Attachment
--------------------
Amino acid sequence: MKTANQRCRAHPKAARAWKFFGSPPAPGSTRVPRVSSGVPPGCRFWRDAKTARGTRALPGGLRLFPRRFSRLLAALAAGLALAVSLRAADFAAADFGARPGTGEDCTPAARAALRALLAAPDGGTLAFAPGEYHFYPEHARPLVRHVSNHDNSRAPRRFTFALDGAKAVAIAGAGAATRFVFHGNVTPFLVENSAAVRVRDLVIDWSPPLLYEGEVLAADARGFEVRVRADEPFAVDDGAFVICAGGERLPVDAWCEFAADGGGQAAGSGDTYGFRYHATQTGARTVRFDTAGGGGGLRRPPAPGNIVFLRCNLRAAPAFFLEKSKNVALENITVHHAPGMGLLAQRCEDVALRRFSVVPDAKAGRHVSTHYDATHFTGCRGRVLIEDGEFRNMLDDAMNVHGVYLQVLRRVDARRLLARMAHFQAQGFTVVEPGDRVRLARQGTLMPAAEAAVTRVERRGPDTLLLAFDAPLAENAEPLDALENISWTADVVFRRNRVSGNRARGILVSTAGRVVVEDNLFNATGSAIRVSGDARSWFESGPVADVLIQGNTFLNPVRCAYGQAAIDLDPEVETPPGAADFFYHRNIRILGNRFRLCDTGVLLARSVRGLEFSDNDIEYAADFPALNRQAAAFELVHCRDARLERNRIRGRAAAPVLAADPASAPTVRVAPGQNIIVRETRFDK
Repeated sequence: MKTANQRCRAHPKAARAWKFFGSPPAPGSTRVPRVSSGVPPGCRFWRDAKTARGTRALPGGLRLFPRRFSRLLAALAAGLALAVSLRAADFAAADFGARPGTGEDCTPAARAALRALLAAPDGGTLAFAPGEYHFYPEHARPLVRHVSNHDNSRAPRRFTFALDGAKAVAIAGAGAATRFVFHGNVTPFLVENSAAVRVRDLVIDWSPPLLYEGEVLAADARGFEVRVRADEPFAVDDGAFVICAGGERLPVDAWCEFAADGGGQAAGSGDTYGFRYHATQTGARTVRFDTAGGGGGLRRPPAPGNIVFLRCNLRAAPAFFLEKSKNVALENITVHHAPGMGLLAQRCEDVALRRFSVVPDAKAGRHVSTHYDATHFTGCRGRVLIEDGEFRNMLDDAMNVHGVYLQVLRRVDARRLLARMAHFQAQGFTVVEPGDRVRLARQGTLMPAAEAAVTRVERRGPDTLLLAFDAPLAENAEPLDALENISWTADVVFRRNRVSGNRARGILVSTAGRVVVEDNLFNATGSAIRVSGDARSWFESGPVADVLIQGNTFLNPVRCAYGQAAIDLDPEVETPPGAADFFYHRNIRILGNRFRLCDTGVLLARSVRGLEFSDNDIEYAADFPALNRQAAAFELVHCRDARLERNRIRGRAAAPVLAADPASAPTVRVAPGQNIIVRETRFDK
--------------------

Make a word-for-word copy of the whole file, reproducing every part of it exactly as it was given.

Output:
Amino acid sequence: MKTANQRCRAHPKAARAWKFFGSPPAPGSTRVPRVSSGVPPGCRFWRDAKTARGTRALPGGLRLFPRRFSRLLAALAAGLALAVSLRAADFAAADFGARPGTGEDCTPAARAALRALLAAPDGGTLAFAPGEYHFYPEHARPLVRHVSNHDNSRAPRRFTFALDGAKAVAIAGAGAATRFVFHGNVTPFLVENSAAVRVRDLVIDWSPPLLYEGEVLAADARGFEVRVRADEPFAVDDGAFVICAGGERLPVDAWCEFAADGGGQAAGSGDTYGFRYHATQTGARTVRFDTAGGGGGLRRPPAPGNIVFLRCNLRAAPAFFLEKSKNVALENITVHHAPGMGLLAQRCEDVALRRFSVVPDAKAGRHVSTHYDATHFTGCRGRVLIEDGEFRNMLDDAMNVHGVYLQVLRRVDARRLLARMAHFQAQGFTVVEPGDRVRLARQGTLMPAAEAAVTRVERRGPDTLLLAFDAPLAENAEPLDALENISWTADVVFRRNRVSGNRARGILVSTAGRVVVEDNLFNATGSAIRVSGDARSWFESGPVADVLIQGNTFLNPVRCAYGQAAIDLDPEVETPPGAADFFYHRNIRILGNRFRLCDTGVLLARSVRGLEFSDNDIEYAADFPALNRQAAAFELVHCRDARLERNRIRGRAAAPVLAADPASAPTVRVAPGQNIIVRETRFDK
Repeated sequence: MKTANQRCRAHPKAARAWKFFGSPPAPGSTRVPRVSSGVPPGCRFWRDAKTARGTRALPGGLRLFPRRFSRLLAALAAGLALAVSLRAADFAAADFGARPGTGEDCTPAARAALRALLAAPDGGTLAFAPGEYHFYPEHARPLVRHVSNHDNSRAPRRFTFALDGAKAVAIAGAGAATRFVFHGNVTPFLVENSAAVRVRDLVIDWSPPLLYEGEVLAADARGFEVRVRADEPFAVDDGAFVICAGGERLPVDAWCEFAADGGGQAAGSGDTYGFRYHATQTGARTVRFDTAGGGGGLRRPPAPGNIVFLRCNLRAAPAFFLEKSKNVALENITVHHAPGMGLLAQRCEDVALRRFSVVPDAKAGRHVSTHYDATHFTGCRGRVLIEDGEFRNMLDDAMNVHGVYLQVLRRVDARRLLARMAHFQAQGFTVVEPGDRVRLARQGTLMPAAEAAVTRVERRGPDTLLLAFDAPLAENAEPLDALENISWTADVVFRRNRVSGNRARGILVSTAGRVVVEDNLFNATGSAIRVSGDARSWFESGPVADVLIQGNTFLNPVRCAYGQAAIDLDPEVETPPGAADFFYHRNIRILGNRFRLCDTGVLLARSVRGLEFSDNDIEYAADFPALNRQAAAFELVHCRDARLERNRIRGRAAAPVLAADPASAPTVRVAPGQNIIVRETRFDK